With added pressures being created in the housing market, Canada could see a continued increase in rental scams. Rental scams fall into the Canadian Anti-Fraud Centre’s merchandise scams (which are related to buying and selling online), which accounted for $2.1 million in reported losses last year. Rental scams often involve a fake classified ad being put online below market value. Interested renters are asked for either deposits (usually first and last, it seems standard), banking information, or both.
The victim of the scam, eager to rent a property, never receives housing as part of this transaction, as it was never available in the first place. The goal of the fraudster could be financial or informational (for identity theft). Students and newcomers to Canada are at higher risk for being targets of this scam.
Signs of a Rental Scam Include:
- a price below similar rentals
- deposit required before a rental agreement is signed
- money being sent outside the country
- links to a website asking for personal or financial information in response to the ad
- photos of only the outside of a property
- address and photos that don’t match
- you should also be generally wary if someone is trying to rush you in this process
Libro and The Canadian Anti-Fraud Centre recommend these steps to protect yourself:
- Physically view and inspect the unit at the address. Schedule a showing and confirm it is available. Make sure you go in and that it matches the amenities listed.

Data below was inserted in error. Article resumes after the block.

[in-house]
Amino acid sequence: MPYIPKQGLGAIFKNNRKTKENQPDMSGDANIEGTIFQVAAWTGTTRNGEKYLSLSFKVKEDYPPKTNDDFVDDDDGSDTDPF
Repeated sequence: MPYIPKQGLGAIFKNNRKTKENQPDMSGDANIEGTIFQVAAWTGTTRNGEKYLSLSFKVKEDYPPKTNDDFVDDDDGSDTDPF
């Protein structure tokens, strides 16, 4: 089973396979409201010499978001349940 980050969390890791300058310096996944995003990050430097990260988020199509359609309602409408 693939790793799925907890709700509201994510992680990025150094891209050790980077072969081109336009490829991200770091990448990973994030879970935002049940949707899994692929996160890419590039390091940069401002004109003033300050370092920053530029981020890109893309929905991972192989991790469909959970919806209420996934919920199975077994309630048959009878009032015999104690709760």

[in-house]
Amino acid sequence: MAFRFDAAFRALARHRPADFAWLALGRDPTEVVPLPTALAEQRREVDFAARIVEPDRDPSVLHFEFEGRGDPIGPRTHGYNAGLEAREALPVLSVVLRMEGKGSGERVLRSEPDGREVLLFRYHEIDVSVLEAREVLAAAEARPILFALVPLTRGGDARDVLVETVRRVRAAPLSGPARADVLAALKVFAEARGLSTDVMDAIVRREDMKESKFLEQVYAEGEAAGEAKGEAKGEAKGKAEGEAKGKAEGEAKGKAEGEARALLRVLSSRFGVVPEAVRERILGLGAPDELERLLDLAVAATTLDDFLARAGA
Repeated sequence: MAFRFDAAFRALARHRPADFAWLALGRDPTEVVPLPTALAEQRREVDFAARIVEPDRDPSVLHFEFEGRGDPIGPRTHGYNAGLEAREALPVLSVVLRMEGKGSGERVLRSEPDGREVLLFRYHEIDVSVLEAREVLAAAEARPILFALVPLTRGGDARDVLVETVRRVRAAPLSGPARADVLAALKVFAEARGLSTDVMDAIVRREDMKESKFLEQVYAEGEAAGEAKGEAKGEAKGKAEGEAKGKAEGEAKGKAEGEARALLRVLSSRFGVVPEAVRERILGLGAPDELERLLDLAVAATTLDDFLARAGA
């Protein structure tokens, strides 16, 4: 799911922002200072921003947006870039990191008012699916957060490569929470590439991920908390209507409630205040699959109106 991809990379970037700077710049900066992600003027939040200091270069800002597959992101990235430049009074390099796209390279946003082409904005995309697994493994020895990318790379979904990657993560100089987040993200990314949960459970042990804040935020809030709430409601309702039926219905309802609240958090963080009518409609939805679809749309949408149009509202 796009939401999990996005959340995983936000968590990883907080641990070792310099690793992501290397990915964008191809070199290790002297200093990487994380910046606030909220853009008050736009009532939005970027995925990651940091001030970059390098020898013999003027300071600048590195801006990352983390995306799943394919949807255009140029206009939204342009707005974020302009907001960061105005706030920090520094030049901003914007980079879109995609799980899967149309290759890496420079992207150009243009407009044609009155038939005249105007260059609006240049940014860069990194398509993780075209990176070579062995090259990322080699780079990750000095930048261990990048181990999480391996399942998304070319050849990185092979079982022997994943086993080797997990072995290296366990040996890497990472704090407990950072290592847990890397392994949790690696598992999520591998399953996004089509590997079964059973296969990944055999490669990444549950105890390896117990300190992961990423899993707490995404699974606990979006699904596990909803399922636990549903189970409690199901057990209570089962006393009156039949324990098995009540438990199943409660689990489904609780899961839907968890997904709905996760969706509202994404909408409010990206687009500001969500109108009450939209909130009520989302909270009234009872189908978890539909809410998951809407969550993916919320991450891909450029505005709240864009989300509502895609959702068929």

- Request a lease/contract. Review it thoroughly.
- Complete open source searches on rental addresses to ensure it is not a stolen post.
- Do not send funds to strangers.
- Follow our steps immediately if you have provided any sensitive information on applications.
- Go with your gut. If it seems too good to be true, it probably is. Low pricing is usually a part of this scam, it attracts excitement and creates a rushed mentality.
Beyond this, if you are looking at a legitimate rental, landlords are only legally allowed to ask you for rent deposits, rarely other fees. The lease or contract (often called a tenancy or rental agreement) will most likely follow Ontario’s standard lease, which has an accompanying guide provided by the provincial government. There are a few types of rentals that don’t follow this standard, such as public or subsidized housing and sublets.
The government also provides more information on your rental rights. Additionally, Community Legal Education Ontario provides a great guide to rental agreements, which outlines any other fees that are allowed by law (think little things like access cards or non-sufficient funds fees). You could also opt to work with a real estate agent, which you may need to pay for. You can get more information on how that works from Canadian Real Estate Magazine, or talk to a realtor.